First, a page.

Dressed in black, long cardigan over long skirt,
she walks the city streets, treading time until the night
shelter opens. Lace-less sandshoes a size too small
clamp her toes hard, shoot barbed-wire pain up her legs.
Head bent, she passes the mirrored windows
of high-rise blocks, catches a silvery glimpse
of grey hair scraggly on thin shoulders, hacked fringe
falling over her face. She palms it behind her ear.
Before the streets she was a beauty playing piano
in crowded concert halls, arms lifting like a ballerina’s,
fingertips flowing over the keys, winging away
heartbreak on the sorrowed notes of Bach and Chopin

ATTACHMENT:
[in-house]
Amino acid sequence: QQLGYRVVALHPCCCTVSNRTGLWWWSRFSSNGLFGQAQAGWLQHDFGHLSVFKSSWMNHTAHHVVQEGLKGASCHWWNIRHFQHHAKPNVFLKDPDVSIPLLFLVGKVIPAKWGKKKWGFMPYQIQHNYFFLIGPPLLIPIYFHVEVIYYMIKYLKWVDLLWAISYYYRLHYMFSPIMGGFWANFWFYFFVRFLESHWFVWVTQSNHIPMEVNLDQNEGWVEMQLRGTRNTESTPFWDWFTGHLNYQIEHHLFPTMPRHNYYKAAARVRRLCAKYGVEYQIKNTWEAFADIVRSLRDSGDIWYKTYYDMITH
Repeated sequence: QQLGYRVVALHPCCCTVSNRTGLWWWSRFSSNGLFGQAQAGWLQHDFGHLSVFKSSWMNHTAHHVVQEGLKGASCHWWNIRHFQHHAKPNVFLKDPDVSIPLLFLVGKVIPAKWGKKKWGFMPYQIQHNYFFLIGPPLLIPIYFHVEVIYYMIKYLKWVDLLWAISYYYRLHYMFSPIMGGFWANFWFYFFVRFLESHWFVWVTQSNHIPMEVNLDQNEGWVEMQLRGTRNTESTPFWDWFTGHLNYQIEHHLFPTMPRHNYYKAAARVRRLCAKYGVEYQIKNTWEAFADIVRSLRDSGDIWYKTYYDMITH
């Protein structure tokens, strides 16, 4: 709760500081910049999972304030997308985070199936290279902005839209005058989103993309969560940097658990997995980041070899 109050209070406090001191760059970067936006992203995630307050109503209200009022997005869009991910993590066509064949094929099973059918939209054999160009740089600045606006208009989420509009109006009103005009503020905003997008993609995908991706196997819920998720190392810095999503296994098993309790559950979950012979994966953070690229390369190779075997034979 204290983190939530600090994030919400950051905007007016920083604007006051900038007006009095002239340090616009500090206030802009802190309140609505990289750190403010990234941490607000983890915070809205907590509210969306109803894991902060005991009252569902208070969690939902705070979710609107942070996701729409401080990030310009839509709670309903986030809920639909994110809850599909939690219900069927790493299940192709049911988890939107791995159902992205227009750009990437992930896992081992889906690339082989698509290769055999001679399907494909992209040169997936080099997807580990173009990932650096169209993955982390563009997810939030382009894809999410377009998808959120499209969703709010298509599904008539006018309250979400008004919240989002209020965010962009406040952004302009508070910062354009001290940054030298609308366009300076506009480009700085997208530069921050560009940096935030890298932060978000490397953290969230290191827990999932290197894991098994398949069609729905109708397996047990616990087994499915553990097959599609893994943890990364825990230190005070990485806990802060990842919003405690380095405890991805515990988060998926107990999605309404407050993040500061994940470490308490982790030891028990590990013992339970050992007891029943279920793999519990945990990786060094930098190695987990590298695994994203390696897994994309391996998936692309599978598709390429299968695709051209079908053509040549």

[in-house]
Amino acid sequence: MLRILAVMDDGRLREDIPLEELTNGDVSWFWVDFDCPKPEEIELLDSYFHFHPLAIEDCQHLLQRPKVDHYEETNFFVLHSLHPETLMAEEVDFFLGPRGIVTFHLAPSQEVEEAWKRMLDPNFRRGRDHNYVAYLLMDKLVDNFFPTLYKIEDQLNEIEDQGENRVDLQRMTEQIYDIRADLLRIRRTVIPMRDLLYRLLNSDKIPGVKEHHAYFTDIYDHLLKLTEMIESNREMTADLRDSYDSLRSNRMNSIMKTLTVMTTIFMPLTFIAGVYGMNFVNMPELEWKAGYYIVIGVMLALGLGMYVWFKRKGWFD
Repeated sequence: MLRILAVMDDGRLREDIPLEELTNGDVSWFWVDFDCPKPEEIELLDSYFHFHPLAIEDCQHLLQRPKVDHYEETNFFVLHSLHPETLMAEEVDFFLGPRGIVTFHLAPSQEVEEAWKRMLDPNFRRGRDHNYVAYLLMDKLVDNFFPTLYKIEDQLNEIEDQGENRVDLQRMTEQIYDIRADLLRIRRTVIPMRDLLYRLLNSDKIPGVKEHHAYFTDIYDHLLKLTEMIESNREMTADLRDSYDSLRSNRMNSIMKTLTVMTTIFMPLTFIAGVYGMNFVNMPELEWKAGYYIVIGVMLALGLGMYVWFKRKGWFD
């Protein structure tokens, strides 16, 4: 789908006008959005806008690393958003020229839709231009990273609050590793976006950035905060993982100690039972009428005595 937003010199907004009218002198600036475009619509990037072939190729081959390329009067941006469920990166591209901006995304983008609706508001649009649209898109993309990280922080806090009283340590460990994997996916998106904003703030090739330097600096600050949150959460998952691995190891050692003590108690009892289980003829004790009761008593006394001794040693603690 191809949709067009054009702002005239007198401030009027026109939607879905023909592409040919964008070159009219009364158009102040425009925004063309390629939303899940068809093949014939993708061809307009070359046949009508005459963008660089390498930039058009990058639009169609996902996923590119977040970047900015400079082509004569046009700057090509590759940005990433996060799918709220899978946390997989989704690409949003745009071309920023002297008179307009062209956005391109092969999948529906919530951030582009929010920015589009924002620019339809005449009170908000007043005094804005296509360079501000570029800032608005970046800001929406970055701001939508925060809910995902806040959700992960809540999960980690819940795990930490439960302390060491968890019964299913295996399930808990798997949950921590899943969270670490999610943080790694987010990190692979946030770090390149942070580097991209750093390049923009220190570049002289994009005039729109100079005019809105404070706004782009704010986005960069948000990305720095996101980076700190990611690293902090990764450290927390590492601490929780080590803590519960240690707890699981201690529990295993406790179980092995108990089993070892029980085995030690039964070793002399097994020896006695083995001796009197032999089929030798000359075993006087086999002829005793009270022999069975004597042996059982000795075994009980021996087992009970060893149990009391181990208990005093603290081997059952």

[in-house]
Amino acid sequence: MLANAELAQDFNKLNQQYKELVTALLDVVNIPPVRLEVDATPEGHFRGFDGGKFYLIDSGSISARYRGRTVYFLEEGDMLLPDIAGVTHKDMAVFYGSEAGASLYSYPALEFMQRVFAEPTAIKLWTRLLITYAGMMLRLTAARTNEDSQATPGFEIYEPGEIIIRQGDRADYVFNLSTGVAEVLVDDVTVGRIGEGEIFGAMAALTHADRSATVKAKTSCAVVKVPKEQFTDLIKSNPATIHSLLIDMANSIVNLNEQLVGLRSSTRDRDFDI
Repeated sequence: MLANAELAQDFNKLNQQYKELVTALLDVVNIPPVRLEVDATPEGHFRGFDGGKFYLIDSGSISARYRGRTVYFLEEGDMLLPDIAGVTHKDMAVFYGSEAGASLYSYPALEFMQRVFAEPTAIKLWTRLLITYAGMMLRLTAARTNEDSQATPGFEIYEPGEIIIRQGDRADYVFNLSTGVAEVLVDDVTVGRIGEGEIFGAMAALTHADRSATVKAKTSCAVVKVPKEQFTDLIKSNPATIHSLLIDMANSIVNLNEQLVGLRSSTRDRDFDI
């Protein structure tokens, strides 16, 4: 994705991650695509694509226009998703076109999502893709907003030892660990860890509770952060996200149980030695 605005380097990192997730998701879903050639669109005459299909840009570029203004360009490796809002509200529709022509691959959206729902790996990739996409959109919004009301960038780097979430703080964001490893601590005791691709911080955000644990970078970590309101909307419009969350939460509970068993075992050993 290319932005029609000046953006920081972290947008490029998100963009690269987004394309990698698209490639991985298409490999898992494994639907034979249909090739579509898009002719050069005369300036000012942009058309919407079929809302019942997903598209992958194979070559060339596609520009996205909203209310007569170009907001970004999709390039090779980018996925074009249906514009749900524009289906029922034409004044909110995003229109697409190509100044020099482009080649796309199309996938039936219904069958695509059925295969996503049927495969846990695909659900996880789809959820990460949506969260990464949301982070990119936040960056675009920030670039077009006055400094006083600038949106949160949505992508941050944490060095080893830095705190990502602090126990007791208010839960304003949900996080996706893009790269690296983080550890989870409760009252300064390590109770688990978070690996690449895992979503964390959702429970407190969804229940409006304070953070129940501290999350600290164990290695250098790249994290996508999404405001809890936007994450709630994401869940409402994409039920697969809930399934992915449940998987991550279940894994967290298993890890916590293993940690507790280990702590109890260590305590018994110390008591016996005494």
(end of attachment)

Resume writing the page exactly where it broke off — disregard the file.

and Satie. Now, bumped along by the going-home
crowds, she sidles up against the wall of the 7–Eleven
as workers and students mass at the traffic lights
then stream off at the command of the clicking
green man. She trails them to the town hall,
sees a bench, rests a while as dusk cools and darkens
the day. A shiver stirs her, she checks the clock,
presses one hand into the small of her back,
levers herself up with the other. Pulls the cardigan
tight round her shoulders, crosses one arm
over the other, wriggles cold fists into the warmth
of her armpits, walks on. Near the shelter,
just a block to go, she betrays her own code, catches
the eye of a stranger, sees pity. A cry pushes its way up,
hits her throat, would burst through her eyes.
But a practised thought—Not here!—makes of her face
a dam wall, forces the flood back down into the salt
pan in her chest. On this busy street, in this crowded city,
where there is no place for her to wring the old,
old pains away, she will not weep. She will not let you see.